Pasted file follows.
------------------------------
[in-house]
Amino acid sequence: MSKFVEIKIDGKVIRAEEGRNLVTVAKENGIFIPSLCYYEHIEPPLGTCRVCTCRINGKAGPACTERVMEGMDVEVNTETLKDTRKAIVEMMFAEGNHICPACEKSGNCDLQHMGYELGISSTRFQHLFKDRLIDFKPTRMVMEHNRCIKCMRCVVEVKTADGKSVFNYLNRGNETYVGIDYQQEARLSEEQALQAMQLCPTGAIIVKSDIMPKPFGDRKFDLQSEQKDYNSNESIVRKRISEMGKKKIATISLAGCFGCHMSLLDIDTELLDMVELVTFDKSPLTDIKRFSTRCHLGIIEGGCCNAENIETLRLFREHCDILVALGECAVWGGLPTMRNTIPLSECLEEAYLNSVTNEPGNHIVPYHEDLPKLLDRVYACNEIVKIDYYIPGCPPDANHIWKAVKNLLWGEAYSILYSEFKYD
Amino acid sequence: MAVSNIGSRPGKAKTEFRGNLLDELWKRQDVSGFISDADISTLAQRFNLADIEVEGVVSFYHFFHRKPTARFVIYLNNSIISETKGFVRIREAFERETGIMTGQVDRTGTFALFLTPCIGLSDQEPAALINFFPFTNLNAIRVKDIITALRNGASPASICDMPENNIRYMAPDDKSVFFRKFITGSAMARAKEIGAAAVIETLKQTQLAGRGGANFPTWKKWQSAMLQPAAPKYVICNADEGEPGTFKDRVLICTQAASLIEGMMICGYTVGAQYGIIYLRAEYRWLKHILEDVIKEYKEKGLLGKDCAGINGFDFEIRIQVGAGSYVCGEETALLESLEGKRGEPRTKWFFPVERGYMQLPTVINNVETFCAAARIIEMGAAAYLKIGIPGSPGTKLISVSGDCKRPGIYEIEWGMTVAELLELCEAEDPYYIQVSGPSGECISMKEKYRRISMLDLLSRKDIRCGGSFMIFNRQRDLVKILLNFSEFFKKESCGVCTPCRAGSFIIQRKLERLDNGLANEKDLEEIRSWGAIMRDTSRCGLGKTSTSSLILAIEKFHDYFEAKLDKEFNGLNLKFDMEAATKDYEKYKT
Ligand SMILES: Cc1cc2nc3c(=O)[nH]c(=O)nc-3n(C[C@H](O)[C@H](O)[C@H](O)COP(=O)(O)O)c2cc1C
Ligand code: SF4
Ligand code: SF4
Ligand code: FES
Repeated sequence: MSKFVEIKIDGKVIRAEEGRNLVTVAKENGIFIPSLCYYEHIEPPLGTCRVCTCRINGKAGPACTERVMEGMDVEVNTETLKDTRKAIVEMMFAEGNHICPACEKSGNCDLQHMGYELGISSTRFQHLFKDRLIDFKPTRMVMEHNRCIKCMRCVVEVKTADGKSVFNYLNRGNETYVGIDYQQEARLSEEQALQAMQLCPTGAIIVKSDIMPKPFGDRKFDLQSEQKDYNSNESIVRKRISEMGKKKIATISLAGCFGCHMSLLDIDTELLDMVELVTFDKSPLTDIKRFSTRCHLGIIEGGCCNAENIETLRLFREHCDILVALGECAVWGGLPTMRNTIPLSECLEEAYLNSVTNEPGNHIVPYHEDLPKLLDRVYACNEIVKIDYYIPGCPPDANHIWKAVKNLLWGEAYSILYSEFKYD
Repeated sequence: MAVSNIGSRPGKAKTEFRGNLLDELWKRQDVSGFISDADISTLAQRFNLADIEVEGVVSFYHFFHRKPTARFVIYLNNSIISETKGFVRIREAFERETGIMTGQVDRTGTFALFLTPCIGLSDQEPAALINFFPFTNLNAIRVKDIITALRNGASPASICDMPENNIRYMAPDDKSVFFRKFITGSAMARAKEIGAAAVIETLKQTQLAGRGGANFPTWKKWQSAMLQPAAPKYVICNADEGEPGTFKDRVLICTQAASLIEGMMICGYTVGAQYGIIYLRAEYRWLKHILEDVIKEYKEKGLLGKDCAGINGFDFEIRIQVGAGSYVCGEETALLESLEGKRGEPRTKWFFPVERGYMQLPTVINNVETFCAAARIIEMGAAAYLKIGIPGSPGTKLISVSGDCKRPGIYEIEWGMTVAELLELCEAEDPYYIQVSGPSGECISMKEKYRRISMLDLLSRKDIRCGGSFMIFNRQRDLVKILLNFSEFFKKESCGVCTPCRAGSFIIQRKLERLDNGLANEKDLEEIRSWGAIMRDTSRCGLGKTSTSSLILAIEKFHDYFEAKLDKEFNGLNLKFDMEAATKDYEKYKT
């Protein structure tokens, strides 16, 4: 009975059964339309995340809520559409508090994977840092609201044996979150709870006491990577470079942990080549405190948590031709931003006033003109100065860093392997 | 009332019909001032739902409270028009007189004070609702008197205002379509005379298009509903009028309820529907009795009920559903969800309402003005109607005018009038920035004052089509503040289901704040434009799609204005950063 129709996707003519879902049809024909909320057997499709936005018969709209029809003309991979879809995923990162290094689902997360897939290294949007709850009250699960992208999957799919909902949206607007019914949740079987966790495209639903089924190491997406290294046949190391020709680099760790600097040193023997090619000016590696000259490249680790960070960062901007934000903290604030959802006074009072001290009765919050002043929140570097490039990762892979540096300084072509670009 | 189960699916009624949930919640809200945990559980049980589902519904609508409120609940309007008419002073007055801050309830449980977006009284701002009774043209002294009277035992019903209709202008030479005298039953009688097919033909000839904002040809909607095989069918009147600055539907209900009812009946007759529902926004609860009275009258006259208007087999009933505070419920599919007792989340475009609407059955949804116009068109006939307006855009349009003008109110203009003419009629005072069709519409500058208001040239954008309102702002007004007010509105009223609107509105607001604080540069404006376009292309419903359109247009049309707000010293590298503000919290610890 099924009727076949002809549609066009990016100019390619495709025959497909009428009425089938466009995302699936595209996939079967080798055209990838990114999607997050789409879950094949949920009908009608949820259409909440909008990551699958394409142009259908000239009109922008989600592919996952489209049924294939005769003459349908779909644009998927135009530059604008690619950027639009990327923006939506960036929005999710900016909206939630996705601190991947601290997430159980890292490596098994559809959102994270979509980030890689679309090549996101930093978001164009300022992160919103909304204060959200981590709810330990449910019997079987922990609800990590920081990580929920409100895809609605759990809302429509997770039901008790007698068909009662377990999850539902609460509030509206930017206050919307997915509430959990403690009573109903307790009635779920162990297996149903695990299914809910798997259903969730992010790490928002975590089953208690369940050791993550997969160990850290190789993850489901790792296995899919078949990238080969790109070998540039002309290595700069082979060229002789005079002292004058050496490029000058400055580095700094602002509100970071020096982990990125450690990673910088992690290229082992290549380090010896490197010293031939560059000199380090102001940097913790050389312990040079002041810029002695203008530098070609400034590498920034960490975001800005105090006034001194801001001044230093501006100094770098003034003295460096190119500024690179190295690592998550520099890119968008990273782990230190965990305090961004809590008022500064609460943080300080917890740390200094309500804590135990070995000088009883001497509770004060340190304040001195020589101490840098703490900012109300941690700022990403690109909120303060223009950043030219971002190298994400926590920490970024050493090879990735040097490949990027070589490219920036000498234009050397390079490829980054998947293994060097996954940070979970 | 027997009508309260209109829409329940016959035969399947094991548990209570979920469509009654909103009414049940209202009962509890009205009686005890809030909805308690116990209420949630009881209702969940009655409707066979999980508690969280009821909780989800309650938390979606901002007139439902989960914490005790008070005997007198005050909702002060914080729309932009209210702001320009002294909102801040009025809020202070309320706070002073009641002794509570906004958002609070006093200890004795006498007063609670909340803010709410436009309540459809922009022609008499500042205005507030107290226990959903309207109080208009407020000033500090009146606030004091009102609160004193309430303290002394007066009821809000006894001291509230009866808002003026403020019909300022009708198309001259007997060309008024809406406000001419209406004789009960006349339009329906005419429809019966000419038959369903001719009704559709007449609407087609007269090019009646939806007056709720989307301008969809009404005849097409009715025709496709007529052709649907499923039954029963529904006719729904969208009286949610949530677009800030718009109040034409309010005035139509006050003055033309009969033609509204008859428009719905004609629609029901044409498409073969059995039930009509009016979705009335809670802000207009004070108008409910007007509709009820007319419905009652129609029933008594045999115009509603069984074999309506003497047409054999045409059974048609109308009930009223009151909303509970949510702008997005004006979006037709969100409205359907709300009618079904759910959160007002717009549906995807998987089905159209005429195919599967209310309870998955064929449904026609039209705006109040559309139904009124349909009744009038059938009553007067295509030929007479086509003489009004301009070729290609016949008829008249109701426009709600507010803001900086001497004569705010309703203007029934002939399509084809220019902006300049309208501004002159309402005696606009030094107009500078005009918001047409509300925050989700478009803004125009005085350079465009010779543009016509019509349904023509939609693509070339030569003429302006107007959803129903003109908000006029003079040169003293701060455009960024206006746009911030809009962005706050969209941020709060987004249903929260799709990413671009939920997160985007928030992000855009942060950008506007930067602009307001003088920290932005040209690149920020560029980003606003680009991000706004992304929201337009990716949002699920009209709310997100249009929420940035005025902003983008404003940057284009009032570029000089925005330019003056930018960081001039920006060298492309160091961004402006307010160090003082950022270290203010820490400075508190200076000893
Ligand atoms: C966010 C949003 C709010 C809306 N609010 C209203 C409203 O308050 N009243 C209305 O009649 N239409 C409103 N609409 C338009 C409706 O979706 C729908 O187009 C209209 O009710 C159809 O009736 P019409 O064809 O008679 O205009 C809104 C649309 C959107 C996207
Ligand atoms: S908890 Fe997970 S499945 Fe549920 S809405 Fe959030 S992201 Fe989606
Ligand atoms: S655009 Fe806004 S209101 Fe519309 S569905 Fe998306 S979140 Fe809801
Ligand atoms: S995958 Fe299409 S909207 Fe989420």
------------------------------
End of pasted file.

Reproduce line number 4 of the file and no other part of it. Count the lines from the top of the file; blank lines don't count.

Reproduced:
Ligand SMILES: Cc1cc2nc3c(=O)[nH]c(=O)nc-3n(C[C@H](O)[C@H](O)[C@H](O)COP(=O)(O)O)c2cc1C